We had dinner at Aqua our first night on the island. Reservations are a must. The dress code is smart casual – men should wear shirts with collars and pants in the evenings, but jacket and tie are not necessary. We were given an ocean view table for two and ordered a chilled bottle of white wine. Keith had the beef carpaccio appetizer and a Jamaican jerk chicken dish, while Lori had a lobster and avocado appetizer and lobster over saffron rice for her main entrée. The food was delicious and the service was excellent. Apparently Aqua is a restaurant favored by locals as well.

Resort Bar/Lounge

There is a bar in the club house but we did not partake of anything while we were there. We did order drinks from the pool bar outside during the afternoons – there was a good selection and the bartenders/servers knew what they were doing. On our last evening, we decided we wanted to celebrate with a bottle of champagne. We arrived back at the resort shortly after 10, frustrated that we couldn’t find anywhere in Hamilton to buy a bottle of cold champagne (they were all closed). Lori took a chance and went to the bar in the club house. The bartender was headed out to the pool bar and smilingly said although he couldn’t deliver it to the room, he would be happy to find a bottle of chilled champagne for her. Minutes later, Lori returned to the room, victorious, with an ice bucket full of a good bottle of chilled champagne and glasses.

On Wednesday evenings (in season) the resort hosts a rum swizzle party by the pool bar which is free to guests. The rum swizzles were flowing freely, and a nice assortment of appetizers were provided. This gave management the opportunity to mingle with the guests.

Resort People/Service

Lori had been to Bermuda 15 years earlier (this was Keith’s first visit) and recalled the friendliness of the people she encountered everywhere. In that sense, not much has changed, and the staff at Ariel Sands exemplified that. They arranged for a taxi to meet us at the airport, and the driver was friendly. When we arrived at the resort, the front desk person was pleasant and helpful, and the driver who delivered us to our accommodation in the golf cart was a hoot! He took the time to show us around our suite. Our guess is one of the prime requirements for employment at Ariel Sands is enthusiasm, as there was a clear emphasis on service and hospitality. Everyone we came into contact with – from the bellhop to the host at Aqua to the servers to the bartenders to the woman who worked down by the beach and helped Lori with the hot tub controls – was welcoming and genuinely seemed like they wanted us to be there. That is something Bermuda is famous for and a reason people keep going back.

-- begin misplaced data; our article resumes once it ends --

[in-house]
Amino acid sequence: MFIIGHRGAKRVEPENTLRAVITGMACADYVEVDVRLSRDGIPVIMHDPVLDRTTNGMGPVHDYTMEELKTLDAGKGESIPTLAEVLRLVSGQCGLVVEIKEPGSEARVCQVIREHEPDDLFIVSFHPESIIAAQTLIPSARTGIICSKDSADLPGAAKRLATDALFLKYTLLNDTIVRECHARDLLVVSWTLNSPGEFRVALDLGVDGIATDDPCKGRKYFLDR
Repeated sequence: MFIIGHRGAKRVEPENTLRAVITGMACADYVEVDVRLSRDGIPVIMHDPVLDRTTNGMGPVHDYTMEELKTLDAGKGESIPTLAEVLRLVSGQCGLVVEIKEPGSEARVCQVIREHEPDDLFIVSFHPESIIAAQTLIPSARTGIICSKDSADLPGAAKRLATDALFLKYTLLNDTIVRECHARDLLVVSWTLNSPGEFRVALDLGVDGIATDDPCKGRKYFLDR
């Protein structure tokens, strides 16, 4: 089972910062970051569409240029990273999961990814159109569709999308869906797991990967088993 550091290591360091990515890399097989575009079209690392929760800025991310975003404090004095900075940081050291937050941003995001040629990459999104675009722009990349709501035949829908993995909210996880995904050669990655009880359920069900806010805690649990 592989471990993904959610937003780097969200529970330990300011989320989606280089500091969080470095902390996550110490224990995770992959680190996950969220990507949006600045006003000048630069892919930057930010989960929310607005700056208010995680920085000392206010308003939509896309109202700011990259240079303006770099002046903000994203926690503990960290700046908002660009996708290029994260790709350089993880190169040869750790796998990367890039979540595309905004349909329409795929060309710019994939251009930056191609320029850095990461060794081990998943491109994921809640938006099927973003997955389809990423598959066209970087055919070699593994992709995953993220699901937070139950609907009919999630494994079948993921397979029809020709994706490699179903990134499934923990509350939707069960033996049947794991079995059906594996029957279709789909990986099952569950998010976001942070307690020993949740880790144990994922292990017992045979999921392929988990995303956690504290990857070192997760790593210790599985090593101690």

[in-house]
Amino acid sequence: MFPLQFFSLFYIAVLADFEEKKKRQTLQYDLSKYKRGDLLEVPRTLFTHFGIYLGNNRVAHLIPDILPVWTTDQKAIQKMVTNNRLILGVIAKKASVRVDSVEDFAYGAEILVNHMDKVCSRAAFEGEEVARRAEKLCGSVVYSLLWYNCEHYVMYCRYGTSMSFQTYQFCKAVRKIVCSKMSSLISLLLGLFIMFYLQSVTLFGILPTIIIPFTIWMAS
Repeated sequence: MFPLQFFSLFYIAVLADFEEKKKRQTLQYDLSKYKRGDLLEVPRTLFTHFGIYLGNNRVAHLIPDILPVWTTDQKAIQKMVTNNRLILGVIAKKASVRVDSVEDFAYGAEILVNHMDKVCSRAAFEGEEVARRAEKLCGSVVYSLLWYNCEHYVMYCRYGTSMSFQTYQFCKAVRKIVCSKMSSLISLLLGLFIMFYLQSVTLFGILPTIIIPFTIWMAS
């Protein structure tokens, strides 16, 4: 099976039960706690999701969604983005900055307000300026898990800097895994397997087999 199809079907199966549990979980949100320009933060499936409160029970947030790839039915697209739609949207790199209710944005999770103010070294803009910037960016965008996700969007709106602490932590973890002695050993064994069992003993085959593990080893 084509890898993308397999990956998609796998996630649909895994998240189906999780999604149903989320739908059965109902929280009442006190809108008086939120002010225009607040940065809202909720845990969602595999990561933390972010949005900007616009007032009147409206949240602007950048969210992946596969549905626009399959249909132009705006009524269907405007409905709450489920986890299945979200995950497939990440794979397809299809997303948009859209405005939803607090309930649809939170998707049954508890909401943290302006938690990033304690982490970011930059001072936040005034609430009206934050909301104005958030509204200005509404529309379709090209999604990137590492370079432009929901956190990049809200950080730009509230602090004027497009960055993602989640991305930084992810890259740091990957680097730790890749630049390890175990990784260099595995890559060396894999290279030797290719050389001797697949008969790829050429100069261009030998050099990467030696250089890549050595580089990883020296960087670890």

Bermuda is small – only 21 square miles. One of the primary attractions for visitors is the beautiful beaches. There are other activities such as: swimming with dolphins, an aquarium, fishing, snorkeling, diving, boat trips, birding, golf, hiking, and the list goes on and on. We only had four full days in Bermuda (the other two were devoted to travel), so we used our time to relax.

We got 3-day bus passes which allow unlimited access to the bus system. We had a little difficulty with the bus system – there were two bus stops on either side of the road in front of the resort. It seemed the bus would stop on one side (headed towards Hamilton, the largest city), but not on the other (headed to the east end). After having several buses blow by us and tiring of standing in the hot sun, we crossed the street and waited for the bus to Hamilton, which did stop. From that point on, we would simply take the bus into the main terminal in Hamilton, and from that point, catch the bus at the terminal that was headed to our destination. There may be a better way, but that seems to be what worked best for us. The buses are clean and the drivers are friendly. If, when you get on, you ask them to let you know when they arrive at your destination, they will simply stop at the correct bus stop and call out the destination you requested. Keep in mind that the buses do not run late at night so if you plan to stay out late, you may need to catch a taxi back. Tourists cannot rent cars in Bermuda for excellent reasons: they drive on the left side of the road (fine for the UK but tough on the rest of us), there are circles/roundabouts, and the roads are very narrow and twisty, sometimes with high rock walls and at times, no guardrails. Tourists can rent mopeds, but if you do so, use caution. People can get seriously injured on mopeds if they are not careful.

We used the bus system to get a pretty complete tour of the island from end to end. One day, we went into the main terminal in Hamilton and caught the busy to take us to the two caves tourists can visit in Bermuda: Fantasy and Crystal Caves. The caves are small but interesting and the guides are knowledgeable. Fantasy Cave has a number of formations. Crystal Cave is especially interesting because it contains 55-foot-deep crystal-clear blue water and you can walk across a suspended bridge on pontoons. We enjoyed the diversion. Keep in mind that visitors must walk down into the caves and walk back out again, so if you are going, wear sensible shoes (such as sneakers). There are quite a few steps, so we wouldn’t recommend it for people who have difficulty getting around or for very small children. Bermuda also boasts a lighthouse (which we did not get to) where visitors can walk up the steps to the top and take pictures.